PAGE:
Google's Motorola Home Sale Is a Smart Move: 10 Reason Why

 
 
By Don Reisinger  |  Posted 2012-12-20
 
 
 

Google's Motorola Home Sale Is a Smart Move: 10 Reason Why


Google announced on Dec. 19 that it has signed a deal with Arris to sell off its Motorola Home set-top box business in a deal valued at $2.3 billion. The deal includes a little over $2 billion in cash, as well as $300 million in Arris stock, giving Google about 15 percent ownership in that company.

The move is being called a good one for Google and Arris, and could lighten the otherwise heavy load Motorola has become on the search giant’s balance sheet.

Google closed its acquisition of Motorola for $12.5 billion in May. Since then, the company has been going through the mobile firm with a hacksaw trying to find places to cut and save money. In retrospect, $12.5 billion might have been too much to pay for Motorola. And now, Google needs to find some ways to justify to its shareholders that the deal was a good one. Selling Motorola Home was one piece of that puzzle.

But why? What made the Google-Motorola sale necessary? Here are some of the reasons.

1. Motorola Home had poor prospects for near-term growth

Motorola Home is popular in the set-top box world. However, there’s little in the way of growth opportunities in that market. Cable providers and satellite companies are easily getting devices into consumer homes, making it harder and harder for Motorola to sell products into the channel. Over time, it’s possible that the set-top box business will lose steam as the market hits critical mass.

2. Shareholders are calling for a return

Google has no choice but to find a way to raise some cash from Motorola. The company paid $12.5 billion for the company and so far, hasn’t been able to justify that price. With a $2.3 billion sale to Arris, it’s showing investors that Motorola might have had more value than some thought.

3. Arris might be a lucrative investment for Google

The other side of this deal is that Google gets about 15 percent of Arris. That could be a good thing for the company. Arris’ white box services are performing quite well and the company’s revenue and profits are on the rise. It’s a good time to be an Arris supporter.

4. Remember TiVo

Earlier this year, TiVo launched a patent-infringement lawsuit against Motorola, saying that its set-top boxes violated patents. Although it’s likely that the case will be resolved with a licensing agreement, it was a big headache that Google really didn’t need to deal with.

Google's Motorola Home Sale Is a Smart Move: 10 Reasons Why


5. A more agile operation is important

The problem with Motorola when Google acquired it was that it was bloated and had too many moving parts. With this deal, Google is making the company a bit more agile and capable of handling market challenges. That’s a good thing.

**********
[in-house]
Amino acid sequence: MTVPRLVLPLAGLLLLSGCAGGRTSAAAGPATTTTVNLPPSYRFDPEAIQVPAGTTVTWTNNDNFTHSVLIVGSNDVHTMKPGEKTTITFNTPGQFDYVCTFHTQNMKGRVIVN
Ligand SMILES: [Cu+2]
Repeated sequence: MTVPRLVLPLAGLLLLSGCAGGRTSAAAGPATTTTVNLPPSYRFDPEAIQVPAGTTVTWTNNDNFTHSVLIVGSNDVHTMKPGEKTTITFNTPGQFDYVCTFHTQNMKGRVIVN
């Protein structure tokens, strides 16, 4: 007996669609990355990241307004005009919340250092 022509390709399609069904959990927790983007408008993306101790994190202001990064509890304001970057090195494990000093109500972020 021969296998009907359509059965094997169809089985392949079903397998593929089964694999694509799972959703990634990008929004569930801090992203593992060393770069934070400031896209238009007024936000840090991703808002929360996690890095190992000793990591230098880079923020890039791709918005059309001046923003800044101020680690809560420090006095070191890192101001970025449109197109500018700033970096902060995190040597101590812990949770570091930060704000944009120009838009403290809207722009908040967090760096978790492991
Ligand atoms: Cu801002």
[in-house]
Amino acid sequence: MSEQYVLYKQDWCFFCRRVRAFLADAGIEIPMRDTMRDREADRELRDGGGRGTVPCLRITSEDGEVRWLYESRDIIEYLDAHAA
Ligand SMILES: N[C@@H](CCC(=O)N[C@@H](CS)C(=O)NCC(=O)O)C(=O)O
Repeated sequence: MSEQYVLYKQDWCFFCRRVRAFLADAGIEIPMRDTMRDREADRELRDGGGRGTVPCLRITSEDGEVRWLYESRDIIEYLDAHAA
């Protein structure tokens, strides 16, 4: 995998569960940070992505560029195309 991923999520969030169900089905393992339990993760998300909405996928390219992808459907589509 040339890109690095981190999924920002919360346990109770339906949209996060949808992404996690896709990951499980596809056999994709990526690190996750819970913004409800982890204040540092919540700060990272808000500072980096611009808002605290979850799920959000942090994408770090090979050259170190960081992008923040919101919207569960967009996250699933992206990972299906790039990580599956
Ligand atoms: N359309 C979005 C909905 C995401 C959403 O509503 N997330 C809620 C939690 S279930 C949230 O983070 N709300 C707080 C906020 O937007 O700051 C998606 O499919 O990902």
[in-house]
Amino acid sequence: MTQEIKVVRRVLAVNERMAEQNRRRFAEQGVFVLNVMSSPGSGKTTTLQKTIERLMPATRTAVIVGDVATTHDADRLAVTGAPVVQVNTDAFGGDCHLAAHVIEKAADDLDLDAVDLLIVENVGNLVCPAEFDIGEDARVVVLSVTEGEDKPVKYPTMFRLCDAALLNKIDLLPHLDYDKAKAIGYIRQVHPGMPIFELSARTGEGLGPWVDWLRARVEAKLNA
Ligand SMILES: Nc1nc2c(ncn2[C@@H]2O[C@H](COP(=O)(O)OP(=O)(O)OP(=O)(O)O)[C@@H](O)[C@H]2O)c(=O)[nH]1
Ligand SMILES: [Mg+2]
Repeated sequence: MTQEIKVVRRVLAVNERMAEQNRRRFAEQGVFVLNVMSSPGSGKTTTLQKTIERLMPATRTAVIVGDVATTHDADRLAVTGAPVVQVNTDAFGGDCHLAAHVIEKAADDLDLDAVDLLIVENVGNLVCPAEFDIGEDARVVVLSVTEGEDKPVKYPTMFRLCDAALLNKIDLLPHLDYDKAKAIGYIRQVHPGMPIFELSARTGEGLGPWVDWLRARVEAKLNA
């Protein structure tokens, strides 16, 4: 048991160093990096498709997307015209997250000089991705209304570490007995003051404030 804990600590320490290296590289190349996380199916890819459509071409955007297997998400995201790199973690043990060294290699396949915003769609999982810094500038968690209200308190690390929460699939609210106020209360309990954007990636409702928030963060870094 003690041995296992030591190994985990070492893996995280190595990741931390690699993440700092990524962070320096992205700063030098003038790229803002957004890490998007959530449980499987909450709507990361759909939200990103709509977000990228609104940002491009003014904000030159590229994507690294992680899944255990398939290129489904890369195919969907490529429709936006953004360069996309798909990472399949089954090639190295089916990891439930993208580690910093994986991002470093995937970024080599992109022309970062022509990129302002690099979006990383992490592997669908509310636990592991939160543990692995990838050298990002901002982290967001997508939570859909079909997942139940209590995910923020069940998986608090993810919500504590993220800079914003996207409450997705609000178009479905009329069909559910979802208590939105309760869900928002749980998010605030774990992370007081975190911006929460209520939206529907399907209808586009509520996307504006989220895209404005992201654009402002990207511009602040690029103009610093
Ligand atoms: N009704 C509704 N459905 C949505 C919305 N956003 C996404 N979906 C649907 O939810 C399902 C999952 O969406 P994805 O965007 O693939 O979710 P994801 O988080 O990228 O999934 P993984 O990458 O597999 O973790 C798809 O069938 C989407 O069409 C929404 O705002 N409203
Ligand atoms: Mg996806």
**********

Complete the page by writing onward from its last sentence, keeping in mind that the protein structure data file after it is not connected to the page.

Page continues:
6. Google doesn’t care about cable company set-top boxes

What in the world would Google want with a company that delivers set-top boxes to cable providers? Google is in the business of search, advertising, and mobile, and doesn’t really understand the set-top box industry. That it’s getting out of it is probably a good thing for the search giant and Motorola Home employees.

7. Google TV is already out there

Let’s not forget that in some ways, the services that Motorola Home delivers are competing with Google TV, a platform the search giant launched a couple of years ago with hopes of transforming entertainment in the living room. Although Google TV hasn’t proven popular, the search company is still trying to get it off the ground. Motorola Home didn’t necessarily play well with that.

8. Televisions are the future

Looking at the market and where it’s headed, it’s highly likely that eventually, set-top boxes won’t be required for living room entertainment. Instead, consumers will be able to access their programming and other information from their televisions. It was an idea Steve Jobs said he “cracked” in his biography last year, and something that most market observers believe will happen eventually. Google knows that and doesn’t want to preside over a company operating in a failing industry.

9. Lack of Adverting opportunities

Advertising stands at the center of all Google business opportunities. And yet, Motorola Home presented no simply way for the company to bring advertising to customers. So, Google dropped it. If nothing else, Google understands what its company is all about and doesn’t allow itself to get caught up in the wrong areas.

10. It highlights Google’s desire to sell, sell, sell

Google’s ability to get this deal done underscores an important point that can’t be overlooked: the search giant is ready and willing to sell any Motorola parts that it doesn’t deem necessary. That’s good news for third-parties looking to spend some cash and even better news for Google shareholders hoping the company will finally see a positive return on its Motorola investment.

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